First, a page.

How HTTP 2.0 Will Change The Face of The Internet

Almost everything you visit on the web at one point or another uses a special protocol known as the Hyptertext Transfer Protocol (HTTP). Ever since the year 1999, you’ve been using HTTP version 1.1. This has been the ongoing standard for many years until Google made an announcement on February 10, 2015 that its browser will be adding full support of what is now known as HTTP/2. This sounds like utter gibberish to some, but that’s because there’s no description of what HTTP/2 does differently. To understand this, we need to explore exactly what this new protocol version does, and how it is similar to the version of HTTP we’ve been using for nearly two decades.

Whenever a new protocol version is developed, it needs actual concrete goals. The most obvious goal is backward compatible with its predecessor, HTTP 1.1. Without that ability, every server in the world will have to switch to HTTP/2 for you to be able to browse their websites.

While maintaining compatibility with the older version, this new protocol will make use of advanced techniques as measures against latency, making pages load faster. This is the primary goal, the problem that HTTP/2 plans to address most aggressively.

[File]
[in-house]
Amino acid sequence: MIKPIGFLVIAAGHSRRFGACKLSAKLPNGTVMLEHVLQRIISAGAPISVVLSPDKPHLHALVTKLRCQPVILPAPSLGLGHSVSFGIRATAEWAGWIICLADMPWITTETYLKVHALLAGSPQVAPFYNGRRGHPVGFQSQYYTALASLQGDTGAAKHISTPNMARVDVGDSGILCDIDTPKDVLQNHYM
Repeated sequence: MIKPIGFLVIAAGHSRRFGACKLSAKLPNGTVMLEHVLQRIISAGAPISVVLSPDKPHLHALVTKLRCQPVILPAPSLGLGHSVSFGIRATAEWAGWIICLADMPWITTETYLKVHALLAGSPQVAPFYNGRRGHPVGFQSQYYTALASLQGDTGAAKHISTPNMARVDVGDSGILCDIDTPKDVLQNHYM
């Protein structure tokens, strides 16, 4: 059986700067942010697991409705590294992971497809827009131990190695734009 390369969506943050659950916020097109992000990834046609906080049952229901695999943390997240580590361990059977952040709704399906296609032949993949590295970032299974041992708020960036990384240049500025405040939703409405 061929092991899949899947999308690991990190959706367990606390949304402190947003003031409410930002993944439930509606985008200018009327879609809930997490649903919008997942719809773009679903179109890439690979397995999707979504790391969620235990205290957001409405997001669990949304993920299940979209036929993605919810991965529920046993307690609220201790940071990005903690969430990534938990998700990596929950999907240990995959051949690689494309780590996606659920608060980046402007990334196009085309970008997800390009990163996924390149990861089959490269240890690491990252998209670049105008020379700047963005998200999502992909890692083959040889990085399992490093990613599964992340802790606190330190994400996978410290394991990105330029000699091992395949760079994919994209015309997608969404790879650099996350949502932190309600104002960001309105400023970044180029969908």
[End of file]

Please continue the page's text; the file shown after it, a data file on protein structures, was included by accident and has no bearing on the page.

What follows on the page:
Other improvements include added security and compatibility with reverse proxies.

In the big scheme of things, HTTP/2 is not going to be that much different from HTTP 1.1. As you surf the internet, the strongest effect you will feel is that webpages will load significantly faster as long as they support the new version.

http2-fiber

To say that “HTTP/2 makes everything faster” is a disservice to the amount of work that actually takes place behind the scenes to accomplish this. The HTTP 1.1 protocol is riddled with a series of issues that were acceptable in the earliest years of the 21st century but no longer make sense to continue to live with in a time where bandwidth is cheaper and servers are expected to load pages at much faster rates.